Throughout history, a number of black scientists have made greatly revolutionizing advancements in our world. Oftentimes these great people have received little to none of the credit they deserve. This has led to some excellent scientists being completely unknown in the world today despite providing great innovation. In honor of Black History Month, I will be recounting ten of the best African-American scientists that are widely unknown.
10. At number ten on this list we have Alice Ball who lived from 1892-1916. Ball is most famous for being the chemist to develop a successful treatment for the deadly disease, leprosy. Additionally, she is recognized as the first African-American to obtain a degree in chemistry from the University of Hawaii. Alice Ball died tragically at the young age of 24 and her research in the field of leprosy was not recognized until many years later.
9. The next person who we have on this list is Percy Julian. Percy Julian lived from 1899-1975 and is most notable for his research in the systemization of drugs in order to treat arthritis. Despite facing many challenges because of his race, including not being allowed to attend high school, he was able to eventually obtain his Ph.D. and continue on to influence a generation of black scientists.
8. At number eight on this list we have Otis Boykin. Otis Boykin lived from 1920–1982 and is most notable for a number of inventions including a control unit for the pacemaker and a wire precision resistor. Boykin had an additional twenty-four patents to his name at the time of his passing. After graduating from Fisk College in Tennessee he was a lab assistant for a couple of years before pursuing further education at the Institute of Technology in Chicago. After being forced to drop out from there due to an inability to afford it he began inventing and moved to Paris in order to pursue a new market.
7. Next on this list we have Edward Alexander Bouchet. Edward Alexander Bouchet lived from 1852–1918 and is most notable for being the valedictorian at Hopkins Grammar School and then advancing his studies at Yale where he became the first African-American in the United States to obtain a Doctorate degree. He went on to teach in a Philadelphia School for twenty-five years.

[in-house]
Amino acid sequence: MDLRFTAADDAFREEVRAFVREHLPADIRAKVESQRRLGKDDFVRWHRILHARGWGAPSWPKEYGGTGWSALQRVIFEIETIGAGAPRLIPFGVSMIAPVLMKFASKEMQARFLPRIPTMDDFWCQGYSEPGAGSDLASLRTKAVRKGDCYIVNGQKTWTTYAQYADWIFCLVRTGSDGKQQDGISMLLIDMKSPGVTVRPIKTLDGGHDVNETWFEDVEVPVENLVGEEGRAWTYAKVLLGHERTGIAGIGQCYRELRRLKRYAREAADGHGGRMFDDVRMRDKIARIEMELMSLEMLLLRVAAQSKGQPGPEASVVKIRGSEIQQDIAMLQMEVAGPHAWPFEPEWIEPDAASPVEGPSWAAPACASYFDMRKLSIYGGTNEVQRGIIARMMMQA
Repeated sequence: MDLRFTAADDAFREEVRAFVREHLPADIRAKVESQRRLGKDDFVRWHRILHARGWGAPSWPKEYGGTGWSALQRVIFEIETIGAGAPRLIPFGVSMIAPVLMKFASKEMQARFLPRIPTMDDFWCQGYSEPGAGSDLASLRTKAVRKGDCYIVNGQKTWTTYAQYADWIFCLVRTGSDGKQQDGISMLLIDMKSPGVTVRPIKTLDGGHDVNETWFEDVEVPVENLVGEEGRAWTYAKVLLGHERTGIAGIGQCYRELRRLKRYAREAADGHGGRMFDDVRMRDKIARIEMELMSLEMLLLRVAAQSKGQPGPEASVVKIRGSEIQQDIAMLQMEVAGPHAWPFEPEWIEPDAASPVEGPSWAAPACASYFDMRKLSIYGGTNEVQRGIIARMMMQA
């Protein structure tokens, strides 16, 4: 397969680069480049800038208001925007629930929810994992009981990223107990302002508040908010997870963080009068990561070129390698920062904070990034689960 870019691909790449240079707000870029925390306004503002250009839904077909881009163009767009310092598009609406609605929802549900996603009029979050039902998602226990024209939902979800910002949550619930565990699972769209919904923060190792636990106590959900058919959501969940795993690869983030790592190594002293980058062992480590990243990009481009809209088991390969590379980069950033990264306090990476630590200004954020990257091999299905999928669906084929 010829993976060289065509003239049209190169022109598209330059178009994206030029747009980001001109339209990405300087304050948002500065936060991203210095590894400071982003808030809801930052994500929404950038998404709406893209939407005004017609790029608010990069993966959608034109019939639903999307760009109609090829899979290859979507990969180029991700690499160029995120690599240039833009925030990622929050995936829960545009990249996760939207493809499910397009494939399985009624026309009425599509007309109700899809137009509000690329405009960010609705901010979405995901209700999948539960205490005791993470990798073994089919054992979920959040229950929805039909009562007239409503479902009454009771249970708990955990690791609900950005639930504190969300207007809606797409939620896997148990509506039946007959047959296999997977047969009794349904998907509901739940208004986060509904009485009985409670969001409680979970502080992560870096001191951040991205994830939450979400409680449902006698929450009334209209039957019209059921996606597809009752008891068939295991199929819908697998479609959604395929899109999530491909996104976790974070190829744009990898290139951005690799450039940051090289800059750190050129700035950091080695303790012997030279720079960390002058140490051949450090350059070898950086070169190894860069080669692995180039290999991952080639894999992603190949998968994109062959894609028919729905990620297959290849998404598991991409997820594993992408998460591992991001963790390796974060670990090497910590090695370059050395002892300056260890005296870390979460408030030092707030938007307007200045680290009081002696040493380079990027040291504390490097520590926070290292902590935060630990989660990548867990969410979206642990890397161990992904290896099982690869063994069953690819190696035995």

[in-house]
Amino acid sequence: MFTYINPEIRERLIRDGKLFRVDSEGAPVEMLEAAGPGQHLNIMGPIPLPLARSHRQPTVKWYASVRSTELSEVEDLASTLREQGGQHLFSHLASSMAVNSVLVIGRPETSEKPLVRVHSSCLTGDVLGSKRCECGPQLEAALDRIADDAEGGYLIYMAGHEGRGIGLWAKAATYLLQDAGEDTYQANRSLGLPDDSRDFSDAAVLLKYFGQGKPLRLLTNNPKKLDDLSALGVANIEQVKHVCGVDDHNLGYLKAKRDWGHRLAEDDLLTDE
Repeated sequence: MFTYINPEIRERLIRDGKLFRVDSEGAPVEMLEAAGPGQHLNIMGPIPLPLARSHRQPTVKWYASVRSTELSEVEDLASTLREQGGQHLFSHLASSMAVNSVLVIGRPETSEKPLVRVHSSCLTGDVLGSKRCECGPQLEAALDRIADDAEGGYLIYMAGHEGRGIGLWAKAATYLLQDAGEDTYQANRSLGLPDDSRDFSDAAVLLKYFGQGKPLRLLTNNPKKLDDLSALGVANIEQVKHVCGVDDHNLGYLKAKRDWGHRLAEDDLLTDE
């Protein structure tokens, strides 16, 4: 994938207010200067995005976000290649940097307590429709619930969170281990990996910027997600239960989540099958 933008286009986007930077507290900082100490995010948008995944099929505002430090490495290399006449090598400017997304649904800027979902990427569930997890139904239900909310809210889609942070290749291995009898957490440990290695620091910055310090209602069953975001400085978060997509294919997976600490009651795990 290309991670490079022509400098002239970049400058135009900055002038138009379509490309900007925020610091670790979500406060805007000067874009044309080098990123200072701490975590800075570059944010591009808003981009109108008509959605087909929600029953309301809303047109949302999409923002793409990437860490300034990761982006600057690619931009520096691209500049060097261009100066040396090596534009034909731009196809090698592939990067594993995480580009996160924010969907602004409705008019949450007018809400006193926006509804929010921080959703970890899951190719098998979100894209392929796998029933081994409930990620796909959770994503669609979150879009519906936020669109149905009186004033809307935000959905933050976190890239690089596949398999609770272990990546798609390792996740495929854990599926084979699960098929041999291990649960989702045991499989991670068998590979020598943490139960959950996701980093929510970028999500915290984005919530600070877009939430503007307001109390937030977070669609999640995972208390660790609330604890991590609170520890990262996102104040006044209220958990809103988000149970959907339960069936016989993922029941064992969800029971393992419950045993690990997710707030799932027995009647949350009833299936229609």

6. The following person to make an appearance on this list is Katherine Johnson. Katherine Johnson lived from 1918-2020 and is notable for a number of things. Despite limited opportunities to further her education, Johnson was able to graduate from college at the age of 18. At the formation of NASA in 1952, she joined the program as a “computer” where she performed precise calculations which assisted in sending multiple astronauts to space. Her work was honored when she won the Presidential Medal of Freeman in 2015. She died in 2020 at the age of 101. Both a book and a feature film have been created about her life, both of which were released in 2016.
5. Next on this list is Mae C. Jemison. Mae Jemison was born in 1956 and is still alive today. Jemisen is most notable for becoming the first African American to be admitted into NASA’s astronaut training program. Then, in September of 1992 became the first African American woman in space aboard the Endeavor on mission STS47. (Also, she and I share a birthday. )Today, she has received multiple honorary doctorates as well as multiple awards.
4. Next on this list is Ernest Everett Just. Ernest Just was a scientist who was best known for his work in the studies of the physiology of development. He focused primarily on the study of fertilization as well as cell division and the study of dehydration on living cells. Just was actually born in Charleston, South Carolina in 1883 and graduated from Dartmouth College.
3. At the number three spot on this list is Emmett Chapelle. Chapelle was born in 1925 and was granted 14 patents. His most important discovery was that he learned that a certain combination of chemicals causes an organism to create its own light.
2. The next person on this list is Garett Morgan, who lived from March 4, 1877 – August 27, 1963. His most significant work is that he invented both the first patented gas mask as well as inventing the first traffic signal.
1. With the final spot on this list is James West. West was born in 1931 and holds 47 patents. He is most notable for inventing the microphone in the 1960 s. Most of his patents regard the processes to make a microphone as well as techniques for polymer foil electrets.
Obviously, many more African Americans have made great contributions to science – these are just a small sample of such.